News 26 April 2022 News from SKAO
Power of procurement and the CO2 Performance Ladder mentioned in IPCC report
It's really 1 minute to 12 now. The new IPCC report 'Climate Change 2022: Mitigation of Climate Change' leaves no room for doubt. The options for halving our emissions in the next eight years are clearly described. It is striking that government purchasing power is specifically mentioned as one of these options for bringing about change.
Using the purchasing power of the government
In the new report, attention is drawn to the large purchasing volume of governments and the possibility of using this for the required transition. Local, regional and national governments can use their purchasing power to create niche markets and stimulate demand for products and materials with low CO2 emissions. The CO2 Performance Ladder is specifically mentioned in the report. It states that companies in the Netherlands can gain a competitive advantage in public procurement by being certified according to the CO2 Performance Ladder.
Options in all sectors
To limit global warming, major transitions in the energy sector are needed. This means a substantial reduction in the use of fossil fuels, widespread electrification, improved energy efficiency and the use of alternative fuels (such as hydrogen).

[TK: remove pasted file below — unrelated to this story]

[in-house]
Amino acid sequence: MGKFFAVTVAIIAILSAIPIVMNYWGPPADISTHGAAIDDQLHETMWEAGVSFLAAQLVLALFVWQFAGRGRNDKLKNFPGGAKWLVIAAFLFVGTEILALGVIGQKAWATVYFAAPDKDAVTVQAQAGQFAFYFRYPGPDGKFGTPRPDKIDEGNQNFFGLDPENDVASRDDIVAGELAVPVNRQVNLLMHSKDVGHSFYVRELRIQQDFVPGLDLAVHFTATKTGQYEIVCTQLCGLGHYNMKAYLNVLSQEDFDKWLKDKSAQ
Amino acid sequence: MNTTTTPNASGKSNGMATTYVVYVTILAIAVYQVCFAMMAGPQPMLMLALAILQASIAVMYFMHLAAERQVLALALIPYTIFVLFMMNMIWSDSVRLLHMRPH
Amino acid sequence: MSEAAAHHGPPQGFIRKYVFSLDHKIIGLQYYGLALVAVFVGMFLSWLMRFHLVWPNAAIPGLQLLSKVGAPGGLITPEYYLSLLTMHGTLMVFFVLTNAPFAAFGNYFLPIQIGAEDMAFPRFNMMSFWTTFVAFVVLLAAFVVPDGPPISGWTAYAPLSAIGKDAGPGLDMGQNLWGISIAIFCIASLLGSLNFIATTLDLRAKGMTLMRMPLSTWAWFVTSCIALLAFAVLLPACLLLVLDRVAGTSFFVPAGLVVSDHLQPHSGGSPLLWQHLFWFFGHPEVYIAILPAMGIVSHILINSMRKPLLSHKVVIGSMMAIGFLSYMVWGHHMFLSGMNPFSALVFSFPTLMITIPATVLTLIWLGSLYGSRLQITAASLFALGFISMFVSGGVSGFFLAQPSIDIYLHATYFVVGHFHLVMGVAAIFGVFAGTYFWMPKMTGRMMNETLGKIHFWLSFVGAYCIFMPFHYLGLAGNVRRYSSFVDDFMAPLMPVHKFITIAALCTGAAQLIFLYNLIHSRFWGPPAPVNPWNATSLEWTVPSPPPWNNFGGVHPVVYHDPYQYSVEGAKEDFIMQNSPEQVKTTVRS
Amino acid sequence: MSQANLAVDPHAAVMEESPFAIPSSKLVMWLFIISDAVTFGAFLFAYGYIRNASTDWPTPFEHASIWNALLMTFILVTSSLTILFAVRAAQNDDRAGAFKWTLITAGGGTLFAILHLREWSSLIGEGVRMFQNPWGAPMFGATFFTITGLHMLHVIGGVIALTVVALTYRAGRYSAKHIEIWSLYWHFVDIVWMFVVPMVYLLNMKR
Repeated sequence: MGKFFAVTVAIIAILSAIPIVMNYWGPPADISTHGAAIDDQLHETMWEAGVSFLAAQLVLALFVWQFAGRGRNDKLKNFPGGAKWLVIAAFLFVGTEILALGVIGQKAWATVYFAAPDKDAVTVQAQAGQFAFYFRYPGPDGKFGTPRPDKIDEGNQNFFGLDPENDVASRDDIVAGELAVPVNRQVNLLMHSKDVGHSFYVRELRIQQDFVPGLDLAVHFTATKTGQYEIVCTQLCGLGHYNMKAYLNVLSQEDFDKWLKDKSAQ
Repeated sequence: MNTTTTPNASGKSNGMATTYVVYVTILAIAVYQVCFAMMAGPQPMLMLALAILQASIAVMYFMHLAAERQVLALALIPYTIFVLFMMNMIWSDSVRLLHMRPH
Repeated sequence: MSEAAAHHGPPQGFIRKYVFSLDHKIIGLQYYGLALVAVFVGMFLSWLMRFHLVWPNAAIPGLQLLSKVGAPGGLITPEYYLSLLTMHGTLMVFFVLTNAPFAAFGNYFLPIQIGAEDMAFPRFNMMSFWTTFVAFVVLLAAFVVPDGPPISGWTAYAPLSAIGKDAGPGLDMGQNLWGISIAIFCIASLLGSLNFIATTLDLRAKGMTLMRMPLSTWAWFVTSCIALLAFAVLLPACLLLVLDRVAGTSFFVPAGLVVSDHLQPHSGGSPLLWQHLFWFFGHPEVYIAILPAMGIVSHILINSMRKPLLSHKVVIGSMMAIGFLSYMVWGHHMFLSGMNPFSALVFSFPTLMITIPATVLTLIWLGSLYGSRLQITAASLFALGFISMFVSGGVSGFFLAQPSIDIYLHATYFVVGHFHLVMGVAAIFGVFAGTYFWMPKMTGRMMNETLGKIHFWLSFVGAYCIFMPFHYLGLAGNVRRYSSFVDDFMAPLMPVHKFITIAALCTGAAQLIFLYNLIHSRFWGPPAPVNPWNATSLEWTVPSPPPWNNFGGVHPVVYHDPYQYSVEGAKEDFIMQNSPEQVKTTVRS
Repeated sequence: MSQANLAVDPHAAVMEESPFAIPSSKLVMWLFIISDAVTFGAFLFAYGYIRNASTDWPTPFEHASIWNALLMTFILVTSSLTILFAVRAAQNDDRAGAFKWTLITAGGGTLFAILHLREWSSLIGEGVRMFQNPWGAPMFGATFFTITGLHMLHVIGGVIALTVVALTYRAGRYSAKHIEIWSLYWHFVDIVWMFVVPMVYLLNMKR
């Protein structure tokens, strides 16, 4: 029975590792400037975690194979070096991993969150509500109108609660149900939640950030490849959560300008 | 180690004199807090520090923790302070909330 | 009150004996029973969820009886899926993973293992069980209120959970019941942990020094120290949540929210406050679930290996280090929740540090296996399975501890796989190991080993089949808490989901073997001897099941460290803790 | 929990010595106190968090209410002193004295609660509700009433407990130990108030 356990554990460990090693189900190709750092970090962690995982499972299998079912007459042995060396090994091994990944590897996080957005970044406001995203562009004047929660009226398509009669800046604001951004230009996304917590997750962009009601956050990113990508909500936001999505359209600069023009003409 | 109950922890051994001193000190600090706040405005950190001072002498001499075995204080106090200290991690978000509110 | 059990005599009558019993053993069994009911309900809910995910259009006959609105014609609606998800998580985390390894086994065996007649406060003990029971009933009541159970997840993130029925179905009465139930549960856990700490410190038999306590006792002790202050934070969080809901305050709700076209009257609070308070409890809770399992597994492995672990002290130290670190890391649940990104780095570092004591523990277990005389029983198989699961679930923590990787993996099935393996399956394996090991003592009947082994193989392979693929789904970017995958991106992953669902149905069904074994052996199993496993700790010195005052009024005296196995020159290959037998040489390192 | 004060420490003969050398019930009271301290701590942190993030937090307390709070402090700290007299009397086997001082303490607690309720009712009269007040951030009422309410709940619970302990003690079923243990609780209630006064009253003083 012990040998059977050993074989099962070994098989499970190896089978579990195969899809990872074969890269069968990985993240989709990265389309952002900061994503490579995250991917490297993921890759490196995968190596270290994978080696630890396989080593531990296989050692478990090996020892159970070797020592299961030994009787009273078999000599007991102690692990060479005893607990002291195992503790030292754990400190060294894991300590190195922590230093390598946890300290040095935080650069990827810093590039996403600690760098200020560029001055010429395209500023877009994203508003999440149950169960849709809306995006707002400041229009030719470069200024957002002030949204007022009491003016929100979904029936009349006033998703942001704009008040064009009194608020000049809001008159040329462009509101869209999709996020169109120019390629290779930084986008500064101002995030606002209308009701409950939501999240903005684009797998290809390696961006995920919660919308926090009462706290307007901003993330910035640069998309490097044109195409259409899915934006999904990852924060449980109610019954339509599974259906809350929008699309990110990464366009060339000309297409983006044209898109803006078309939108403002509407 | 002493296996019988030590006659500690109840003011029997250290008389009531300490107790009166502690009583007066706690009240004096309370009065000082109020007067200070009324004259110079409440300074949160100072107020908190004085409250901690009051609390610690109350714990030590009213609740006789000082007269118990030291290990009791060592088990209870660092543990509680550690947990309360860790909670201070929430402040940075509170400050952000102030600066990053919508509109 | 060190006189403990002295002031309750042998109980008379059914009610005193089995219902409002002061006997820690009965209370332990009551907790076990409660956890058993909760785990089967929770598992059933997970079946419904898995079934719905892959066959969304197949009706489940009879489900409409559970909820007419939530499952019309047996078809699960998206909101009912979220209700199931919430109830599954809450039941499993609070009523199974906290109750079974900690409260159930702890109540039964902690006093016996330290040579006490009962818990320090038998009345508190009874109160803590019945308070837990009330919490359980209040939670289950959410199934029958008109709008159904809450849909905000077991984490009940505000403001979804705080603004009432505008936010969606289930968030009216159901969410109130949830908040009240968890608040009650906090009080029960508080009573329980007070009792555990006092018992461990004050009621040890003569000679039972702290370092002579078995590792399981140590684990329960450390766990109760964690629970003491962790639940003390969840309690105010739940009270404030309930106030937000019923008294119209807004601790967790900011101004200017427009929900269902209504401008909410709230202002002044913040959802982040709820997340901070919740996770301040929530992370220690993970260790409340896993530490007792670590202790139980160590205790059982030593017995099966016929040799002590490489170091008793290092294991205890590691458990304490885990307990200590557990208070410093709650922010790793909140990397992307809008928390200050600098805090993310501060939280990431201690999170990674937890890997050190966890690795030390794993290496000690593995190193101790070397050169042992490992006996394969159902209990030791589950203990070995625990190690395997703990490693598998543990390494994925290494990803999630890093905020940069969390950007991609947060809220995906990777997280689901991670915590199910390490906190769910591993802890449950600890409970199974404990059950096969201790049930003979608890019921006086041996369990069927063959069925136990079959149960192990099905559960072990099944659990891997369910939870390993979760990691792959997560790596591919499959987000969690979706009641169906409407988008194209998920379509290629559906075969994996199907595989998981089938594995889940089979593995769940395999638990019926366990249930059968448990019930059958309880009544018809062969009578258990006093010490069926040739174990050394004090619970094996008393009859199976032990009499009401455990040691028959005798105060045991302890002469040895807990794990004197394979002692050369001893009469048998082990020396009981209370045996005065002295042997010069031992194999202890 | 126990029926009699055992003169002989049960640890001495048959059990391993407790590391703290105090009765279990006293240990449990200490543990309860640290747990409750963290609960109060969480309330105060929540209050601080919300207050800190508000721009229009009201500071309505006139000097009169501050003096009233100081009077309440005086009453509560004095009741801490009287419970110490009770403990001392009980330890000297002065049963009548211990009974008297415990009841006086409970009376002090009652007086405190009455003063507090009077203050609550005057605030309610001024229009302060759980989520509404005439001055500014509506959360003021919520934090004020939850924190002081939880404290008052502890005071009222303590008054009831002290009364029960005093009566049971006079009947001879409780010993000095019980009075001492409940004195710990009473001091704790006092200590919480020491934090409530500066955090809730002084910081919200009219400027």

Cities and other urban areas also offer great opportunities for emissions reductions. These can be achieved through reduced energy consumption (such as by creating compact, walkable cities), electrification of transport combined with low-emission energy sources and increased carbon capture and storage with the help of nature.
To reduce emissions in industry, materials should be used more efficiently, products should be reused and recycled and waste should be minimised. This sector accounts for about a quarter of global emissions. Solutions include new production processes, low- and zero-emission electricity, hydrogen and, where necessary, carbon capture and storage.
Agriculture, forestry and other land uses can deliver large-scale emissions reductions and also remove and store carbon dioxide on a large scale.
Countries need to invest more
The report shows that although financial flows are three to six times lower than the level needed in 2030 to limit warming to below 2°C, there is sufficient capital and liquidity globally to close this investment gap. However, this depends on clear signals from governments and the international community, including better alignment of public finances and policies.